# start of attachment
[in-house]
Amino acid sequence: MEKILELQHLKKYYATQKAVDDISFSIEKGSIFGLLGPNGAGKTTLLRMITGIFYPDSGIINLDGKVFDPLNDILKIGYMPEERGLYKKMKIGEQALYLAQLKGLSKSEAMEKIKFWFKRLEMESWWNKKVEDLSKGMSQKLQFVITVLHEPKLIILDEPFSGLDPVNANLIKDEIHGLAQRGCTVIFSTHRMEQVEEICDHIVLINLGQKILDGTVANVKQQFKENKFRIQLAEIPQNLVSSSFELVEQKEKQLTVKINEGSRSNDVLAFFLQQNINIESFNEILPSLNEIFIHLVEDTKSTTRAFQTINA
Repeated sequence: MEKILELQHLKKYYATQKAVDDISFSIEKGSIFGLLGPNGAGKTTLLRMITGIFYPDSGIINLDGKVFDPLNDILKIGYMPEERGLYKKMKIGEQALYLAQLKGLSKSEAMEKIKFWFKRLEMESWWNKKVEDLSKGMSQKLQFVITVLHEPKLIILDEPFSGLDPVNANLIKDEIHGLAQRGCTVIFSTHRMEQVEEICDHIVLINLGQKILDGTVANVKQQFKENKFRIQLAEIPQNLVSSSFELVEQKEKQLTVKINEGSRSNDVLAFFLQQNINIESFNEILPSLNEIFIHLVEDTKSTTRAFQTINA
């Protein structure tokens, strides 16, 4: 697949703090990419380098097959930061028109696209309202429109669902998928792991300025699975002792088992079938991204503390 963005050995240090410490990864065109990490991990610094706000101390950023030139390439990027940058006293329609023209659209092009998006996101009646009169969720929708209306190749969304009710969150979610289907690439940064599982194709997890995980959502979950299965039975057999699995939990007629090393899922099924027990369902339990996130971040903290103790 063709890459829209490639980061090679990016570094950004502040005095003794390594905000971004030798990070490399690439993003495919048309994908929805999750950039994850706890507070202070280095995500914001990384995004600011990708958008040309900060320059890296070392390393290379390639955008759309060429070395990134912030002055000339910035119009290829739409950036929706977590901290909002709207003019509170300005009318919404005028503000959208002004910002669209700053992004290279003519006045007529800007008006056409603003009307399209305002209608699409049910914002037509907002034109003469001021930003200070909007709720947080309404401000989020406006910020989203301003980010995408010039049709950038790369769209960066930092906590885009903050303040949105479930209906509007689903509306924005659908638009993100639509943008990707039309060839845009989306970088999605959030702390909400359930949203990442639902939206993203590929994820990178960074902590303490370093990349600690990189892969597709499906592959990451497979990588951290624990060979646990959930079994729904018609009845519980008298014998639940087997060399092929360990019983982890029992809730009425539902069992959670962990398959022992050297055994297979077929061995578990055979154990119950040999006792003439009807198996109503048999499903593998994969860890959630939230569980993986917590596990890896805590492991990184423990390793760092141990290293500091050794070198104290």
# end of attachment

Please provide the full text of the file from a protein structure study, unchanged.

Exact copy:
[in-house]
Amino acid sequence: MEKILELQHLKKYYATQKAVDDISFSIEKGSIFGLLGPNGAGKTTLLRMITGIFYPDSGIINLDGKVFDPLNDILKIGYMPEERGLYKKMKIGEQALYLAQLKGLSKSEAMEKIKFWFKRLEMESWWNKKVEDLSKGMSQKLQFVITVLHEPKLIILDEPFSGLDPVNANLIKDEIHGLAQRGCTVIFSTHRMEQVEEICDHIVLINLGQKILDGTVANVKQQFKENKFRIQLAEIPQNLVSSSFELVEQKEKQLTVKINEGSRSNDVLAFFLQQNINIESFNEILPSLNEIFIHLVEDTKSTTRAFQTINA
Repeated sequence: MEKILELQHLKKYYATQKAVDDISFSIEKGSIFGLLGPNGAGKTTLLRMITGIFYPDSGIINLDGKVFDPLNDILKIGYMPEERGLYKKMKIGEQALYLAQLKGLSKSEAMEKIKFWFKRLEMESWWNKKVEDLSKGMSQKLQFVITVLHEPKLIILDEPFSGLDPVNANLIKDEIHGLAQRGCTVIFSTHRMEQVEEICDHIVLINLGQKILDGTVANVKQQFKENKFRIQLAEIPQNLVSSSFELVEQKEKQLTVKINEGSRSNDVLAFFLQQNINIESFNEILPSLNEIFIHLVEDTKSTTRAFQTINA
């Protein structure tokens, strides 16, 4: 697949703090990419380098097959930061028109696209309202429109669902998928792991300025699975002792088992079938991204503390 963005050995240090410490990864065109990490991990610094706000101390950023030139390439990027940058006293329609023209659209092009998006996101009646009169969720929708209306190749969304009710969150979610289907690439940064599982194709997890995980959502979950299965039975057999699995939990007629090393899922099924027990369902339990996130971040903290103790 063709890459829209490639980061090679990016570094950004502040005095003794390594905000971004030798990070490399690439993003495919048309994908929805999750950039994850706890507070202070280095995500914001990384995004600011990708958008040309900060320059890296070392390393290379390639955008759309060429070395990134912030002055000339910035119009290829739409950036929706977590901290909002709207003019509170300005009318919404005028503000959208002004910002669209700053992004290279003519006045007529800007008006056409603003009307399209305002209608699409049910914002037509907002034109003469001021930003200070909007709720947080309404401000989020406006910020989203301003980010995408010039049709950038790369769209960066930092906590885009903050303040949105479930209906509007689903509306924005659908638009993100639509943008990707039309060839845009989306970088999605959030702390909400359930949203990442639902939206993203590929994820990178960074902590303490370093990349600690990189892969597709499906592959990451497979990588951290624990060979646990959930079994729904018609009845519980008298014998639940087997060399092929360990019983982890029992809730009425539902069992959670962990398959022992050297055994297979077929061995578990055979154990119950040999006792003439009807198996109503048999499903593998994969860890959630939230569980993986917590596990890896805590492991990184423990390793760092141990290293500091050794070198104290």